A significant proportion of randomized, placebo-controlled studies of the therapeutic utility of cannabinoids has investigated their effectiveness for chemotherapy-induced nausea and vomiting, and HIV- and cancer-related cachexia (Whiting et al, 2015), yet few studies have analyzed sex-dependent differences in these clinical End points. One study explored possible sex differences in the effectiveness of cannabinoids to stimulate appetite in patients with cancer-related anorexia-cachexia syndrome. Patients were randomized to receive oral THC (2.5 mg), a cannabis extract that contained cannabidiol (1 mg) and THC (2.5 mg), or placebo twice a day for 6 weeks. Self-reported measures of appetite, mood, nausea, and quality of life were compared between men and women as a function of medication condition. Women exhibited greater improvements in appetite under the medication conditions (oral THC alone and the cannabis extract that included THC and cannabidiol), yet no sex differences were observed for other End points, including ratings of nausea or quality of life measures (Strasser et al, 2006).

Adverse effects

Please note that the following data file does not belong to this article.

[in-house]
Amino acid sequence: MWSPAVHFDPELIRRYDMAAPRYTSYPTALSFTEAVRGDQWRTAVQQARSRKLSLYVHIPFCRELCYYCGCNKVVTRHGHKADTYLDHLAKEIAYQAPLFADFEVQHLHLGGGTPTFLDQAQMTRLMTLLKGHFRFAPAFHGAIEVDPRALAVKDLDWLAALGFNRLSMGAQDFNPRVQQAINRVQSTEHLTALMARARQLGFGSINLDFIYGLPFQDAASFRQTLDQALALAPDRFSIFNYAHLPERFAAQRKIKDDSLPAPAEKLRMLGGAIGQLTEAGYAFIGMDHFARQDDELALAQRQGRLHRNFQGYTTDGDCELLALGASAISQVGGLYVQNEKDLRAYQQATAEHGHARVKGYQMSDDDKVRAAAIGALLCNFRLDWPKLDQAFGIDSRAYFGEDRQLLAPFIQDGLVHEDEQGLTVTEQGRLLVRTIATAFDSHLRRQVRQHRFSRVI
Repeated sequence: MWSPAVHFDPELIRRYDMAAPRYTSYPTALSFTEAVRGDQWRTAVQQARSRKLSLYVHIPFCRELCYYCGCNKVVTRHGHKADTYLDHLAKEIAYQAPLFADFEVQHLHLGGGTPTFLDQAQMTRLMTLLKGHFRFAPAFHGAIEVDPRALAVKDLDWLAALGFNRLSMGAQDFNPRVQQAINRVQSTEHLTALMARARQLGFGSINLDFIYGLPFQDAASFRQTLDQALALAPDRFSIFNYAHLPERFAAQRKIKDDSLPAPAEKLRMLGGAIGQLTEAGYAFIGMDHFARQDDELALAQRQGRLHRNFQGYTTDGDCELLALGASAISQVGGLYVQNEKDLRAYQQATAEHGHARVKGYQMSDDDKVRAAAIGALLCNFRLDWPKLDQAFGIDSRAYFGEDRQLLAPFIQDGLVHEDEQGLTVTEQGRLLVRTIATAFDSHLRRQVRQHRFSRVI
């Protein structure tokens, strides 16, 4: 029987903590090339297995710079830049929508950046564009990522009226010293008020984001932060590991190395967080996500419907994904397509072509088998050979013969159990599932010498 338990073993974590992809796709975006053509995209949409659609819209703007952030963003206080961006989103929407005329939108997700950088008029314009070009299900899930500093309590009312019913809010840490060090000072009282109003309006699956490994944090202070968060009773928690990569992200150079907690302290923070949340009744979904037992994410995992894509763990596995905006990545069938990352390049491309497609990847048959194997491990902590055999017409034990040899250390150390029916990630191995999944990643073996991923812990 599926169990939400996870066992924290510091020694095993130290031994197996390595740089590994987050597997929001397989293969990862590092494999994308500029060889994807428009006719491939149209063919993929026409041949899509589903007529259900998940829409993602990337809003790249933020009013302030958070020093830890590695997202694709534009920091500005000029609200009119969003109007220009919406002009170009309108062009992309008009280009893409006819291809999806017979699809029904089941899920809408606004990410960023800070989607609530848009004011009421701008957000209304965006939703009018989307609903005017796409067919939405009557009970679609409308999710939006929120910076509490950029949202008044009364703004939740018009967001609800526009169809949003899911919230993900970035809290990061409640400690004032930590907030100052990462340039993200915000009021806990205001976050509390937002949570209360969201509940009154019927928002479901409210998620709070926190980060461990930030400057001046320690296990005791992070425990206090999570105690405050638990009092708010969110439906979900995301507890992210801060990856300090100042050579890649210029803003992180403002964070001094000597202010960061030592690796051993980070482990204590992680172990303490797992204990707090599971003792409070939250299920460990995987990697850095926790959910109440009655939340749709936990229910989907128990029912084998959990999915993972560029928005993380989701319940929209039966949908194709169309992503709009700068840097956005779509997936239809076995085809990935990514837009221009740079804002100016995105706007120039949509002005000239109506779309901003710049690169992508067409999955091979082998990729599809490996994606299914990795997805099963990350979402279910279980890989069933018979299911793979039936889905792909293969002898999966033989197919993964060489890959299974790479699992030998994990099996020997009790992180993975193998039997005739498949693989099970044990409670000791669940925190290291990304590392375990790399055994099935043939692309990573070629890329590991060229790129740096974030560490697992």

As mentioned previously, adverse events associated with cannabis use in clinical trials are rarely serious, and are predominately reports of dizziness followed by gastrointestinal complaints including nausea and vomiting (Wang et al, 2008). There is little evidence that the type and frequency of adverse events in response to cannabinoid administration differs between men and women; however, a single laboratory study suggests that women may be more sensitive than men to cannabinoid-induced dizziness (Mathew et al, 2003). There have also been recent reports of intense bouts of vomiting and gastrointestinal distress in chronic cannabis smokers, called cannabinoid hyperemesis syndrome (CHS); whether these cases are recreational or medical cannabis users is not clear. A recent analysis synthesizing findings from case reports found that men were overwhelmingly more likely to be diagnosed with CHS relative to women (72.9 vs 27.1%; Sorenson et al, 2016). However, this sex discrepancy may reflect heavier cannabis use reported among men relative to women (ie, Cuttler et al, 2016) rather than a sex-specific sensitivity to this adverse effect of cannabis.